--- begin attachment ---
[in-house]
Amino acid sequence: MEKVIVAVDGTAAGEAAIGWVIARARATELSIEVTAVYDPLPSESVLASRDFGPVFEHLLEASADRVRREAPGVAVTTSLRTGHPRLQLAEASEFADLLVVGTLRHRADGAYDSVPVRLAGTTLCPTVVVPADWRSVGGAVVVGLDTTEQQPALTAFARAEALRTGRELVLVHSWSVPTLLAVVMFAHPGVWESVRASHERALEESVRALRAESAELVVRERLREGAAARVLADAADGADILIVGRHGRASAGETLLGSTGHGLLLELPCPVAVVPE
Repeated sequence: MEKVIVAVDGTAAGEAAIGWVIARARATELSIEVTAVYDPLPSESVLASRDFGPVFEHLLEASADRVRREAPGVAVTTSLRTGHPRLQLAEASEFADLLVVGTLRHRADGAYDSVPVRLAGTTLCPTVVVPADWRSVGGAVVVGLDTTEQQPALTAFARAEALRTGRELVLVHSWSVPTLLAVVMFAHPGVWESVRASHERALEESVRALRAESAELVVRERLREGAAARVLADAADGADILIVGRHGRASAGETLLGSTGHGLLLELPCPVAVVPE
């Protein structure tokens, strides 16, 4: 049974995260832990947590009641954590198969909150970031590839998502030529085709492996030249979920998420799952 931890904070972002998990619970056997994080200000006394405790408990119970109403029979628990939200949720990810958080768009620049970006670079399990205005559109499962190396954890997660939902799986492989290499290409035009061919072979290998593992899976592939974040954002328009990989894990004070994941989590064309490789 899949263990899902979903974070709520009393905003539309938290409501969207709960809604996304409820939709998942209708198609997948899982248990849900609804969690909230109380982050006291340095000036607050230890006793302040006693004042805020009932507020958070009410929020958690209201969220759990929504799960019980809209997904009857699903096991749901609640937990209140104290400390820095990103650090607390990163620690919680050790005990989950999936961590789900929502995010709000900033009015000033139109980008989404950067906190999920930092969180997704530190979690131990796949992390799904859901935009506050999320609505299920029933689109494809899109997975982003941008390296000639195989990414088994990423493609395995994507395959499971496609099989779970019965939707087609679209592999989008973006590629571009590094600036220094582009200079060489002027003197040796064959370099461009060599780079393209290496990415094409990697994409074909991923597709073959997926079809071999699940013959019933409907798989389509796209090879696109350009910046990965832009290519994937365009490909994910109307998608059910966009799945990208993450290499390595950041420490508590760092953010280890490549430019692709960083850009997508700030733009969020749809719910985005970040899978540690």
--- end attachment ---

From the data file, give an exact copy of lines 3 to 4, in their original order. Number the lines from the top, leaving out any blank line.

Repeated sequence: MEKVIVAVDGTAAGEAAIGWVIARARATELSIEVTAVYDPLPSESVLASRDFGPVFEHLLEASADRVRREAPGVAVTTSLRTGHPRLQLAEASEFADLLVVGTLRHRADGAYDSVPVRLAGTTLCPTVVVPADWRSVGGAVVVGLDTTEQQPALTAFARAEALRTGRELVLVHSWSVPTLLAVVMFAHPGVWESVRASHERALEESVRALRAESAELVVRERLREGAAARVLADAADGADILIVGRHGRASAGETLLGSTGHGLLLELPCPVAVVPE
């Protein structure tokens, strides 16, 4: 049974995260832990947590009641954590198969909150970031590839998502030529085709492996030249979920998420799952 931890904070972002998990619970056997994080200000006394405790408990119970109403029979628990939200949720990810958080768009620049970006670079399990205005559109499962190396954890997660939902799986492989290499290409035009061919072979290998593992899976592939974040954002328009990989894990004070994941989590064309490789 899949263990899902979903974070709520009393905003539309938290409501969207709960809604996304409820939709998942209708198609997948899982248990849900609804969690909230109380982050006291340095000036607050230890006793302040006693004042805020009932507020958070009410929020958690209201969220759990929504799960019980809209997904009857699903096991749901609640937990209140104290400390820095990103650090607390990163620690919680050790005990989950999936961590789900929502995010709000900033009015000033139109980008989404950067906190999920930092969180997704530190979690131990796949992390799904859901935009506050999320609505299920029933689109494809899109997975982003941008390296000639195989990414088994990423493609395995994507395959499971496609099989779970019965939707087609679209592999989008973006590629571009590094600036220094582009200079060489002027003197040796064959370099461009060599780079393209290496990415094409990697994409074909991923597709073959997926079809071999699940013959019933409907798989389509796209090879696109350009910046990965832009290519994937365009490909994910109307998608059910966009799945990208993450290499390595950041420490508590760092953010280890490549430019692709960083850009997508700030733009969020749809719910985005970040899978540690």